3 If we need to design an AI… That is able to calculate a suitable route through the game level to get from where it currently is to its goal……and that route is to be as short or rapid as possible, or at least, looks smart enough (!) …
4 PathfindingSometimes called path planning (but pathfinding is still the usual term used)Simple task: Work out where to move to reach a goalIn Millington’s model – sits on the border between decision-making and movement.GOAL is decided by decision-making AIPathfinding simply works out HOW to get thereMovement AI GETS the character there
5 Using PathfindingVast majority of games use pathfinding solutions that are efficient and easy to implement – BUT pathfinding AI cannot work directly with game level data.Requires game level to be represented in a certain data structure: A directed non-negative weighted graph
7 Graph Formal representation: Each node represents A set of nodesA set of connections (an unordered pair of nodes)Each node representsA region of the game level (room, section of corridor, platform, etc.)Connections representsWhich locations (nodes) are connectedIf a room adjoins a corridor?Split whole game level into regions which are connected
8 Weighted GraphsIn addition to having nodes and connections, a numerical value or “weight” is used to label each connection with an associated cost value
9 Graphs in games: Weights? In games, what can we use the weights to represent?
10 Graphs in games: Nodes/Connections? How shall we overlay a weighted graph onto game level geometry?Suggest some ways to place nodes/connections correctly…
11 Now, what’s the whole idea? So, back to the original idea of pathfinding: How shall we use a weighted graph (like below) to find paths in the game?
12 More things to consider… Can we have negative weights in a graph?Can certain nodes be only connected one way (just like a one-way street)?
13 Directed Weighted Graphs Connections of graph are directed, or allows movement between 2 nodes to be from one direction only
14 Directed Weighted Graph Can be useful in 2 special situations:Reachability between two locations (node A can reach node B, but node B cannot reach node A)Allow both connections in opposite directions to have different weights (the cost to move from node A to node B is different from the cost to move from node B to node A)
15 Representing Graphs in Code Graph class – store an array of connection objects for any nodeConnection class – store cost, ‘from’ node, ‘to’ node
16 Dijkstra’s Algorithm Named after Edsger Dijkstra, a mathematician Originally designed to solve a problem in mathematical graph theory called “shortest path”, NOT for gamesIdea: Finding the shortest path from one start point to one goal pointDijkstra’s Algorithm is designed to find the shortest routes to everywhere from an initial point – Wasteful?
17 The ProblemAim: Given a graph and two nodes (start and goal), generate a path such that the total path cost of that path is minimal among all possible paths from start to goalThere may be any number of paths with the same minimal cost Just return any one will doMany games do not consider having more than one connection between any pair of nodes (only one possible path?)With many connections between any pair of nodes, an optimum path is needed to make the AI look smart!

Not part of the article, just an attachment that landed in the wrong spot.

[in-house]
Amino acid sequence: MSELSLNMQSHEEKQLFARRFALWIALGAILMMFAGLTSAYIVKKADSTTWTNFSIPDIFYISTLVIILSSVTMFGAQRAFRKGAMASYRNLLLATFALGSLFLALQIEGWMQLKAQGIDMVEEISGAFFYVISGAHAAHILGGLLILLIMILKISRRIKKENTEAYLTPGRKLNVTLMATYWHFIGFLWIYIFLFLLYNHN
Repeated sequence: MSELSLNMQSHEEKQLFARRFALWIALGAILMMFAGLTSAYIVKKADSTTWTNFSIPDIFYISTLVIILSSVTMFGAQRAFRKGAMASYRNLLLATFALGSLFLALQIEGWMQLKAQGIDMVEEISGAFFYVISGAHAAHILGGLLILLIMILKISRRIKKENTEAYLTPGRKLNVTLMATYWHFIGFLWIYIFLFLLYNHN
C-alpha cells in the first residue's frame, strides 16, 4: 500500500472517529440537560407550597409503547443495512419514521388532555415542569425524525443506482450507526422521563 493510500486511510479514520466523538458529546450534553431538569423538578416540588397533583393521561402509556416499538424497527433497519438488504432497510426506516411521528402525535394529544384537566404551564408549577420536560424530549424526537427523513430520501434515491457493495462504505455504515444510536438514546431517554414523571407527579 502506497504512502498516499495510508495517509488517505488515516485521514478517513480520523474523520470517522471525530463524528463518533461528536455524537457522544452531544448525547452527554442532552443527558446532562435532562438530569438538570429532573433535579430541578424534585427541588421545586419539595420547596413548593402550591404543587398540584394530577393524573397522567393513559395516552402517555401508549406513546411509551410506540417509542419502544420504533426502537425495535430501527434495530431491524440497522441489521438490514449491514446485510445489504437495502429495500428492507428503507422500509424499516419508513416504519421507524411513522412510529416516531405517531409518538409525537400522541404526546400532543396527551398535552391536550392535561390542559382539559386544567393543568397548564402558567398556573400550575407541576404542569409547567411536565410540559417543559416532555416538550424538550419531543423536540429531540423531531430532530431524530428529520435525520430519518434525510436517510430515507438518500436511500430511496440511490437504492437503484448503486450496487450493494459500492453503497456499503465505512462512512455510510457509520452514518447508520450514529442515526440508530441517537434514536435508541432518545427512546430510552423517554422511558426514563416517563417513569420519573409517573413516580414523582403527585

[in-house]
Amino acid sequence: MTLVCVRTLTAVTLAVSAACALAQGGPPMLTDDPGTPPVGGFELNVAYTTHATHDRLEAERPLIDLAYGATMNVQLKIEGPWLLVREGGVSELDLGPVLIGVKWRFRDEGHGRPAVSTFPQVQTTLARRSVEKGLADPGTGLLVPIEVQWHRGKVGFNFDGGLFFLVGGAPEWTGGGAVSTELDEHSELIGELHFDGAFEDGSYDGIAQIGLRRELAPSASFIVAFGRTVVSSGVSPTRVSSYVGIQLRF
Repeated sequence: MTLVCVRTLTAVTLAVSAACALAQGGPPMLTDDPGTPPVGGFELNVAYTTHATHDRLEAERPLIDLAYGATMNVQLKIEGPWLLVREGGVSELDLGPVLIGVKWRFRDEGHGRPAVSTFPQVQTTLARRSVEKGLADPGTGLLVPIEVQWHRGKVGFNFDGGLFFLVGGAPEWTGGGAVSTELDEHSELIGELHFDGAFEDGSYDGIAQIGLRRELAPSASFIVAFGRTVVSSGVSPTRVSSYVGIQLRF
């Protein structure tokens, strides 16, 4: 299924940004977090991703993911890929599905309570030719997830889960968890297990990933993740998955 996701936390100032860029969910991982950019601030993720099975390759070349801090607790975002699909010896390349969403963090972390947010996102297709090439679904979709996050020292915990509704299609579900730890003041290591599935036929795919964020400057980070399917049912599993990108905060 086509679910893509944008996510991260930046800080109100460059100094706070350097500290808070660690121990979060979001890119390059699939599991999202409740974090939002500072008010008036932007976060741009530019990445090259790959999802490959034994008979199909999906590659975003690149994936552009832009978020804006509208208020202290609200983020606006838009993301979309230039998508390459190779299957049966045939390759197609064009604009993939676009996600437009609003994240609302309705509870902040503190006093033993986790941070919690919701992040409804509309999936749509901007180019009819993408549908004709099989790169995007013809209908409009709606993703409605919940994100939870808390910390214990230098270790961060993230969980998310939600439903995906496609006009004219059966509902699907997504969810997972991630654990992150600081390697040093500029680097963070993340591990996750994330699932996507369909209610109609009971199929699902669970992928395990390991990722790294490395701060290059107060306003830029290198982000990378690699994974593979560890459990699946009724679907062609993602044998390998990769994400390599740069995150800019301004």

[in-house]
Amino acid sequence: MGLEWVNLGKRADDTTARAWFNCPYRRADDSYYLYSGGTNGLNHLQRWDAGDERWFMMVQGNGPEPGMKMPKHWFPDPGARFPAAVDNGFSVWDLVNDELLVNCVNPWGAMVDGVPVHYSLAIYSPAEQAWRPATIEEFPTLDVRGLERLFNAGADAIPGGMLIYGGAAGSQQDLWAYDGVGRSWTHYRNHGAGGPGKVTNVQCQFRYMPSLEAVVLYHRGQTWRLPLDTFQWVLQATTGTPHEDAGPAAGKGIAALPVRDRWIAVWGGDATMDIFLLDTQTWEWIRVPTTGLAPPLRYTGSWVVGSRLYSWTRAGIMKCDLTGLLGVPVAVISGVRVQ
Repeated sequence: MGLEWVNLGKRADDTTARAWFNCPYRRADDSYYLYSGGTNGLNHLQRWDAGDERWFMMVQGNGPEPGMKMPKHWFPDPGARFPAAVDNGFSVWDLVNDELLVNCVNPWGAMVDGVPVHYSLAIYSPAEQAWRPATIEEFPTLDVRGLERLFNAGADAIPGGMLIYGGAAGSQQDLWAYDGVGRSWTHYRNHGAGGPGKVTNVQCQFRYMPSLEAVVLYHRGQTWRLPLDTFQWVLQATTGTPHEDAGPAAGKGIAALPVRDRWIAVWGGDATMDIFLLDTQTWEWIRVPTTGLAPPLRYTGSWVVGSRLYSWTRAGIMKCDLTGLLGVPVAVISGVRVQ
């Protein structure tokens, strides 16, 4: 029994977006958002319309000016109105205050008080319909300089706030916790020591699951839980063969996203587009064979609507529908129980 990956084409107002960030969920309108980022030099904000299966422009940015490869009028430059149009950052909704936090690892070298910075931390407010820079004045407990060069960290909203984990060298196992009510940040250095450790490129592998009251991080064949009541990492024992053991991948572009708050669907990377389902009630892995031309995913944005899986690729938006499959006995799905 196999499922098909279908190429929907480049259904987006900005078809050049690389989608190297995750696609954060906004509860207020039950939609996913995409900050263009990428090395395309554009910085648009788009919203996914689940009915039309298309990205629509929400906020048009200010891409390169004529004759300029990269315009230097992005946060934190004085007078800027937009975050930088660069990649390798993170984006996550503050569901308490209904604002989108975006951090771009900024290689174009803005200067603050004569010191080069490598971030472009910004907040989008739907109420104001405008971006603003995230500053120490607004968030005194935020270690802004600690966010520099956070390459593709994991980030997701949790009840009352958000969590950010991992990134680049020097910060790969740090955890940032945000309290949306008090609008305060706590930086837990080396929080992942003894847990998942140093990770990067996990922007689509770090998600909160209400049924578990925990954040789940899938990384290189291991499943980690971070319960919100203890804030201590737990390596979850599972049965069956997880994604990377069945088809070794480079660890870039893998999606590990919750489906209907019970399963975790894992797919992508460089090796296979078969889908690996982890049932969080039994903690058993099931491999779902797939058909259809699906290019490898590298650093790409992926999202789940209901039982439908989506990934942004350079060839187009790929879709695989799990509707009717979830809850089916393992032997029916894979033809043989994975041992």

19 The Algorithm Spread out from the start node along its connections Each time, keep a record of the direction it came from with “arrows”Eventually, the goal is reached, follow the “arrows” back to its start point to generate the complete minimal routeWorks in iterationsEach iteration: consider one node of the graph and follow outgoing connectionsEach iteration’s node is called the “current node”
20 The Algorithm Processing the Current Node at each iteration Consider outgoing connections from current nodeFor each connection, finds the end node and stores the total cost of the path so far “cost-so-far”Each connected node stores a) cost-so-far and b) which connection
21 The Algorithm After the 1st iteration Cost-so-far = Sum of connection cost + cost-so-far of current node
22 Node List Keeps track of all the nodes seen so far in 2 lists: Open ListRecords all nodes seen, but haven’t been processed in its own iteration yetClosed ListRecords all nodes that have been processed in its own iterationNodes in neither list are “unvisited”At each iteration, a node from the open list with smallest cost-so-far is chosen (processed), then removed from the open list and placed in the closed listDid we miss out anything?
23 Cost-so-far for Open and Closed Nodes What happens when we arrive at an open or close node (again) during an iteration?Check if the new route we found has a lower cost-so-far compared to the earlier found route.If higher cost, then don’t update earlier costIf lower cost, update it to this new cost (then this node should be removed from the closed list and back to open list!)
24 A few iterations later… Notice the updating done on node D
25 Terminating the Algorithm Basic Dijkstra’s Algorithm – terminates when open list is empty (no more nodes to process), and all nodes are in closed listIn practical pathfinding, we can terminate earlier once we have processed the goal node AND the goal node is the smallest node on the open list (added heuristic)Why do we add this heuristic rule?
27 Retrieving the Path Final step Start from goal node, look back at the connections that were used to arrive there. Continue until reach start goalThe list of connections need to be reversed to obtain the right path order
29 Data Structures & Interfaces Simple ListNot performance critical, use a basic linked list (list) or resizable array (vector) in your languagePathfinding ListLarge Open and Closed lists can affect performance. Need optimization to perform these operations adding entry, removing entry, finding smallest element, finding entry in list corresponding to a particular node